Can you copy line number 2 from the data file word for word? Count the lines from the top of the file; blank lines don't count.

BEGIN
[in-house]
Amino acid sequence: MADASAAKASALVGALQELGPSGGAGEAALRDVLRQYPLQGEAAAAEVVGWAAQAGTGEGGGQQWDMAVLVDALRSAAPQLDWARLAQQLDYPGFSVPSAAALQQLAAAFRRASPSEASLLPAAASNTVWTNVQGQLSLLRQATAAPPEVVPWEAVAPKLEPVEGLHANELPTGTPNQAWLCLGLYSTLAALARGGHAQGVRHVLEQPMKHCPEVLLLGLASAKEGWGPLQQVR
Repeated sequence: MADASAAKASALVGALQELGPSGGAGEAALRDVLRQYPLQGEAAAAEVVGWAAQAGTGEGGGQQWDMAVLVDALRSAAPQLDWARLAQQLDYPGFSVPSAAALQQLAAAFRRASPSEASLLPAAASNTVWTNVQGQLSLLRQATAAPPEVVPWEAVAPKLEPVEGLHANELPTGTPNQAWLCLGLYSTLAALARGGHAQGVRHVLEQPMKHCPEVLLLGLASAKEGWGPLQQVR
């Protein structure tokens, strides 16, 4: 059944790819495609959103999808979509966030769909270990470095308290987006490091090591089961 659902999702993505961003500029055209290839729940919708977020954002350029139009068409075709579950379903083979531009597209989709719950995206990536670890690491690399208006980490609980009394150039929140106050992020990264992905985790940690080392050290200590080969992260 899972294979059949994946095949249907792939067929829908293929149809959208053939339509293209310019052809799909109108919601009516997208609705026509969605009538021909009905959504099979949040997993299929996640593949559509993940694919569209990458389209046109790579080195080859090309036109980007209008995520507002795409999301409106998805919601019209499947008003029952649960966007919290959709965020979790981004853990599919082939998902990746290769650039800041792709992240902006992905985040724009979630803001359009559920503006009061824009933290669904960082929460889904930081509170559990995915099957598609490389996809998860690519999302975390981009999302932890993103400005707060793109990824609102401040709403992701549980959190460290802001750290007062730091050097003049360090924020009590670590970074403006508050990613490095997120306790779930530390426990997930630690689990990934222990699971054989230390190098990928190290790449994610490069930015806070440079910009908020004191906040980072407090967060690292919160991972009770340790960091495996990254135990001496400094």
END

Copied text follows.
Amino acid sequence: MADASAAKASALVGALQELGPSGGAGEAALRDVLRQYPLQGEAAAAEVVGWAAQAGTGEGGGQQWDMAVLVDALRSAAPQLDWARLAQQLDYPGFSVPSAAALQQLAAAFRRASPSEASLLPAAASNTVWTNVQGQLSLLRQATAAPPEVVPWEAVAPKLEPVEGLHANELPTGTPNQAWLCLGLYSTLAALARGGHAQGVRHVLEQPMKHCPEVLLLGLASAKEGWGPLQQVR